Nerve Repair and Regeneration also termed Neuroregeneration is associated with the repair or reproduction of the tissues or the cells of the nerves. Procedures as such encourage creation of new axons, synapses, myelin, glia and neurons. The repair and regeneration of nervous tissues vary between the central nervous system and peripheral nervous system on the basis of procedure, speed and extent. When a cell is impaired, it goes through a Wallerian degeneration, dispossessing its myelin sheath.
Studies suggest that every year more than 90,000 people are affected by injuries of the nervous system and 10,000 people are affected by injuries in the spinal cord. Due to increase in neurological injuries, nerve repair and regeneration along with neural tissue engineering is progressing swiftly as a field which is helpful in determining various ways of recovering and treating nerve injuries. The nervous system is separated in two parts; the central nervous system which has the spinal cord and the brain and the peripheral nervous system which has the spinal nerves and the cranial. The peripheral nervous system possesses an underlying ability of regeneration and repairs, whereas the central nervous system is not capable of such regeneration and self-repair. If the central nervous system is damaged, presently there is no treatment available to treat the function of the human nerve. Furthermore, various methods used for reproduction of nerve have been unsuccessful.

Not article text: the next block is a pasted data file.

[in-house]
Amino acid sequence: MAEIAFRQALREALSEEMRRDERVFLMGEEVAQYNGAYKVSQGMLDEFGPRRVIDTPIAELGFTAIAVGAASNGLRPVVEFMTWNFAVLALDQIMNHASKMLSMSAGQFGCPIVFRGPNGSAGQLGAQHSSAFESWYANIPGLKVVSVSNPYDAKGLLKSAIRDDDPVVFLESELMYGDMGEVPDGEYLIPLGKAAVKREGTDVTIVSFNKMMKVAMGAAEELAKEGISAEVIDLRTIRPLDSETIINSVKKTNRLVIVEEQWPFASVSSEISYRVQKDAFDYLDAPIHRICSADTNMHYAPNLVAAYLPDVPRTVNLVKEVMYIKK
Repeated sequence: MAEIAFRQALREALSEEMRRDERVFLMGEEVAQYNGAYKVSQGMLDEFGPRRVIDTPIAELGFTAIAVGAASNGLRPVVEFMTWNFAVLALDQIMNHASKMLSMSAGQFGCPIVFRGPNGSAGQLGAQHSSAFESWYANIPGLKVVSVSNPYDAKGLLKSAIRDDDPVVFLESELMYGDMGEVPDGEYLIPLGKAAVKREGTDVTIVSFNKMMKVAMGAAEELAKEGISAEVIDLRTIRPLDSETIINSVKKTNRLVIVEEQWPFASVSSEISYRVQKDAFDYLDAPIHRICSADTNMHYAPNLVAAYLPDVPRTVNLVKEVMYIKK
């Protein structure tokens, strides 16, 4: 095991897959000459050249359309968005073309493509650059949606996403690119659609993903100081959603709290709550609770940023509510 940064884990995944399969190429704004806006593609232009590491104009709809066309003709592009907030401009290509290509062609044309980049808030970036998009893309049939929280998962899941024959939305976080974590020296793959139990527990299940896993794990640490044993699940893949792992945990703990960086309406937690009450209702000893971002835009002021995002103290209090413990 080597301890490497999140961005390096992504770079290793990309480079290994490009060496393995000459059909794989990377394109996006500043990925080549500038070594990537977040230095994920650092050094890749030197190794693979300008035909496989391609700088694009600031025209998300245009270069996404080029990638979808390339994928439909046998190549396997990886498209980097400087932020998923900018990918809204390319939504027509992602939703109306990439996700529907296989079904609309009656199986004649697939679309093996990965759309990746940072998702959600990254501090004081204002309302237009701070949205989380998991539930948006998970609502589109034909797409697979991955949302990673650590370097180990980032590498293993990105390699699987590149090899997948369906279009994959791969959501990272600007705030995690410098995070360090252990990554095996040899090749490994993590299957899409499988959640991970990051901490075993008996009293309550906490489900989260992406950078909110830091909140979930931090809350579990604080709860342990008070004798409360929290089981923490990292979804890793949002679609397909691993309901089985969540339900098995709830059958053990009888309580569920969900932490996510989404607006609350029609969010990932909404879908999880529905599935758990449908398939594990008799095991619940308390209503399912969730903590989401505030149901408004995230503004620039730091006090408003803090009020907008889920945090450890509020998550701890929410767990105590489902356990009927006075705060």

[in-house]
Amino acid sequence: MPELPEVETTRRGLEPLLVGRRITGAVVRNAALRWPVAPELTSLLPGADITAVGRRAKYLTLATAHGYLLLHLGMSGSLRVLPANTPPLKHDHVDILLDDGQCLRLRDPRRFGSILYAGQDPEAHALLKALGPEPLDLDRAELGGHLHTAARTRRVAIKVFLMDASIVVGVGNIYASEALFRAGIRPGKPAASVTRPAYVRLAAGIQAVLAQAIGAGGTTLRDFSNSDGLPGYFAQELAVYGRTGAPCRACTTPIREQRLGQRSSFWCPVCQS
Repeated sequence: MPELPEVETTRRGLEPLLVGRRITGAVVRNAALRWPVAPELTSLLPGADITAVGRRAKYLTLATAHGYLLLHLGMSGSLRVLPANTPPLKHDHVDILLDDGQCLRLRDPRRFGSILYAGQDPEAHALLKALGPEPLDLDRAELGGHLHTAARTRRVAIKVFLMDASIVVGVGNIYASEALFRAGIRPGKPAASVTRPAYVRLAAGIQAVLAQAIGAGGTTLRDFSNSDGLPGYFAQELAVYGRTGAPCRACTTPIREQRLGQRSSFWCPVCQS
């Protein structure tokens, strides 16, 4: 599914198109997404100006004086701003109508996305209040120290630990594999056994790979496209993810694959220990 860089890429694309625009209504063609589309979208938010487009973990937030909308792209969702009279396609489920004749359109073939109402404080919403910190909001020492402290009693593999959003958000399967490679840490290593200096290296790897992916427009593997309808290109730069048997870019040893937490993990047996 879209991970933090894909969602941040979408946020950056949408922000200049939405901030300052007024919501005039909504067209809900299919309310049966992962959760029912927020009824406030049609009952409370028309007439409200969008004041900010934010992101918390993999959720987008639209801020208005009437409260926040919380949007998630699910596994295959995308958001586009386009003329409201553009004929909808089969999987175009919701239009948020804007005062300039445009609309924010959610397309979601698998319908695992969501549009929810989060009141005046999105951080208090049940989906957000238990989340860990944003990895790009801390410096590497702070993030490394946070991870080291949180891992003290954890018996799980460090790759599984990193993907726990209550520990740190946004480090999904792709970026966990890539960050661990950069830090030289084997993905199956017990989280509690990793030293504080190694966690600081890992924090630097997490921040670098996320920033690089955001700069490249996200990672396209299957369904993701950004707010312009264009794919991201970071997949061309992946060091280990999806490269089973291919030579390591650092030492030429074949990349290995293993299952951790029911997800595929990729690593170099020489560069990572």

Regeneration of central nervous system
The recovery for an injury caused to the central nervous system is not extensive due to limited influence of the extracellular and glial environment. The environment inside the central nervous system permits the repair of the neurons and the myelin after trauma has been caused. Factors of growth are not signified, for example, there is lack of laminis in the extracellular matrix. Glial scars form faster and produce factors that prevent the repair of axons. The potential of growth reduces after an age of the axons themselves due to loss of GAP 43 expression.
Regeneration of peripheral nervous system
Nerve repair and regeneration takes place in the peripheral nervous system to a certain extent. The development of the axonal sprouts is directed by the chemotactic factors that the neurolemmocytes secrete. Any kind of damage to the peripheral nervous systems evokes the movement of the Schwann cells, macrophages and the phagocytes to the lesion in order to clear the tissues that are damaged. After the damage, a swelling occurs in the proximal end and degeneration takes place; however, once the damaged tissues are cleared the axons start to re-grow. If the cell body is undamaged and are in contact with the Schwann cells the proximal axons have the capacity to regenerate. Nurotrophic factors are released by Schwann cells and macrophages that enhance nerve repair and regeneration.